Wednesday, March 26, 2014

Smart Phones and Human Community

I do not own a smart phone.  My reasons for this are varied.  Cost is one.  Stubbornness is another.  But the main reason has to do with community.  This afternoon, I was in a coffee shop.  I looked at the patrons around me, and nearly all of them, young and old alike, were stooped over their smart phones--texting, tweeting, instagramming away, seemingly unconcerned with the real world, and real people, surrounding them.  Not having a smart phone, I am compelled to observe and deal with the real world around me.  

I feel smart phones give us the illusion of connectedness and community, while actually distancing us from one another.  I feel smart phones have taken pre-existing American tendencies (isolation and xenophobia) and have enhanced them exponentially, under the guise of interconnectedness.  Because of this phenomenon, I prefer not to get a smart phone.  

I prefer to involve myself in my actual, physical community--the real people I encounter every day.  Because I am not constantly stooped over a smart phone (actually, I never am), I am free to really see and be present in my actual community, which is Downtown Fullerton.  I chat with a few local homeless people.  I wave to a student riding past on her skateboard.  I have countless little interactions like this, every day, that make me feel a part of something real, not virtual.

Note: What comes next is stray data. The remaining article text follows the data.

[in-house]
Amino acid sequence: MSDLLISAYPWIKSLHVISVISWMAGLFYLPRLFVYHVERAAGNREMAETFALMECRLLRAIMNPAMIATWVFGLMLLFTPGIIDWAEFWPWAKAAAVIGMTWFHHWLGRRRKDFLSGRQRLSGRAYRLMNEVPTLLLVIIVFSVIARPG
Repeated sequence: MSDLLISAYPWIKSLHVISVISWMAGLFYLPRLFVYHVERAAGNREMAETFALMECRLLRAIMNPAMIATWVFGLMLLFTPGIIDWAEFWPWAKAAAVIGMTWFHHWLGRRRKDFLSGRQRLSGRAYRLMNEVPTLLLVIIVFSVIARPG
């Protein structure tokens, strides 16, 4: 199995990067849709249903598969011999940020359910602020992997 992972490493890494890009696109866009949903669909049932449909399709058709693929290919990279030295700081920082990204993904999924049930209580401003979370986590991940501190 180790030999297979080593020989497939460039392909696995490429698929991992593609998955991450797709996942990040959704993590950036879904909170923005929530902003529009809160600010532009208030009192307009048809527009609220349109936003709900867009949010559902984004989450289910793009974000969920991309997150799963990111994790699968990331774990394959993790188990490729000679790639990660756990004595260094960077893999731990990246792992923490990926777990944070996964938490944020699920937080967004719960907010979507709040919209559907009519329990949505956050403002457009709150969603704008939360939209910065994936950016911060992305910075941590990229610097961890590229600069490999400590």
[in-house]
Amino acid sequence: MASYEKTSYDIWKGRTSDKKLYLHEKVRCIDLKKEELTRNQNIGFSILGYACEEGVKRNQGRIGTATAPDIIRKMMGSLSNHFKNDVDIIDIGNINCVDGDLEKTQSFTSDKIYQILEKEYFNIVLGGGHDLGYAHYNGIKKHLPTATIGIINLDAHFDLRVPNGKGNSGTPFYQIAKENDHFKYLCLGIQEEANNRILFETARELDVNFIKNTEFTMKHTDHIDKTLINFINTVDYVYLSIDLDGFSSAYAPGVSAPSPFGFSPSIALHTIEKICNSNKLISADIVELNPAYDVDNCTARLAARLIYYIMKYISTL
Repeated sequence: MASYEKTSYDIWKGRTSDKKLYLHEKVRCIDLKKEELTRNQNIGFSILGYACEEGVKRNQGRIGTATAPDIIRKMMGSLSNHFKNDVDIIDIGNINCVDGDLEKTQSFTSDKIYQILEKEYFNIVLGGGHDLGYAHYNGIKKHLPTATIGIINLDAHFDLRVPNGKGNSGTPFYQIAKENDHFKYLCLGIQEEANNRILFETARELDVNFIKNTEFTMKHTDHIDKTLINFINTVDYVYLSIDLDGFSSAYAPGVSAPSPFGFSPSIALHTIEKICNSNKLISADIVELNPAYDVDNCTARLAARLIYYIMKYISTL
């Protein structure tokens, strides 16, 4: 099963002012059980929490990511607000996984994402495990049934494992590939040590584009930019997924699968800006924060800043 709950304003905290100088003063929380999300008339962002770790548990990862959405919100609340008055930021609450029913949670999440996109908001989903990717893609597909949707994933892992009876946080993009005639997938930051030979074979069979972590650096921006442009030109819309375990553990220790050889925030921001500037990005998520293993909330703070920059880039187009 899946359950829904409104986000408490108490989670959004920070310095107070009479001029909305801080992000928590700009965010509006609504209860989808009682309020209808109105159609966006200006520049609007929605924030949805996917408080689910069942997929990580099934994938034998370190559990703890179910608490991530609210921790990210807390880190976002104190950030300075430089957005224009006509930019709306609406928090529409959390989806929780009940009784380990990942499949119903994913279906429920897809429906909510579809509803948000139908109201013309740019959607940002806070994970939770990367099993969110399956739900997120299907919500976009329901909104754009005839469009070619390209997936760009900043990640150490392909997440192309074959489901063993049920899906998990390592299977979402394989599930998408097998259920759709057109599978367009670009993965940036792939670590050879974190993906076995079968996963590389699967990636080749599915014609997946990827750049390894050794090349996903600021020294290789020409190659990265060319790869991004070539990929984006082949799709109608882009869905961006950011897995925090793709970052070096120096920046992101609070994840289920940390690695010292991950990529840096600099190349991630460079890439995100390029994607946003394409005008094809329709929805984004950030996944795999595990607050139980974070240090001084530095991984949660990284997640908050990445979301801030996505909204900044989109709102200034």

Technology has great benefits, of course.  Smart phones do not necessarily disrupt real human connection.  I suppose the best thing to do is for each person to evaluate the role of smart phones in our lives, and judge for ourselves if they disrupt, or enhance, our experience of real human community.  For me, the disruption is too great a price to pay.

1 comment:

  1. Nice work Jesse. I’ve always been slightly concerned with technology as well. Heidegger wrote a great essay on, albeit it is dated in some ways. What I find interesting about smartphones, or any of the contemporary social media that exists (because that’s what smartphones are really all about), is that they mediate interpersonal connections by allocating for controlling the encounter. One can CHOOSE what/when to react via a technological apparatus. However, that very apparatus does change its viewer significantly. There is a great little book by Giorgio Agamben called “What is an Apparatus?” and his tackles the cell phone at one point. It’s miraculous.